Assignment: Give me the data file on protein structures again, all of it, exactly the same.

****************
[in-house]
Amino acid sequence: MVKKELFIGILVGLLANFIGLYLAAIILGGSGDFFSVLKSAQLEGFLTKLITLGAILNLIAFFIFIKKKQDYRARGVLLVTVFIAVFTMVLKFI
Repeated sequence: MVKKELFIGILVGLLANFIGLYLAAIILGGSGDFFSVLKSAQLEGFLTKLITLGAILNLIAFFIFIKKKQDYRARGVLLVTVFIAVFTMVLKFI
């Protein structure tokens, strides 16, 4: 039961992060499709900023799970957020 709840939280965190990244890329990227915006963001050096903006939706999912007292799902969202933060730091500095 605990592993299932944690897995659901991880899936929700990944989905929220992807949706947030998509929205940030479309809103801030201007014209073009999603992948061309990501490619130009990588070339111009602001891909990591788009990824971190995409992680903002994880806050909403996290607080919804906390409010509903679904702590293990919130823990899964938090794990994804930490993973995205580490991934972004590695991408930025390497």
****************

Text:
[in-house]
Amino acid sequence: MVKKELFIGILVGLLANFIGLYLAAIILGGSGDFFSVLKSAQLEGFLTKLITLGAILNLIAFFIFIKKKQDYRARGVLLVTVFIAVFTMVLKFI
Repeated sequence: MVKKELFIGILVGLLANFIGLYLAAIILGGSGDFFSVLKSAQLEGFLTKLITLGAILNLIAFFIFIKKKQDYRARGVLLVTVFIAVFTMVLKFI
């Protein structure tokens, strides 16, 4: 039961992060499709900023799970957020 709840939280965190990244890329990227915006963001050096903006939706999912007292799902969202933060730091500095 605990592993299932944690897995659901991880899936929700990944989905929220992807949706947030998509929205940030479309809103801030201007014209073009999603992948061309990501490619130009990588070339111009602001891909990591788009990824971190995409992680903002994880806050909403996290607080919804906390409010509903679904702590293990919130823990899964938090794990994804930490993973995205580490991934972004590695991408930025390497």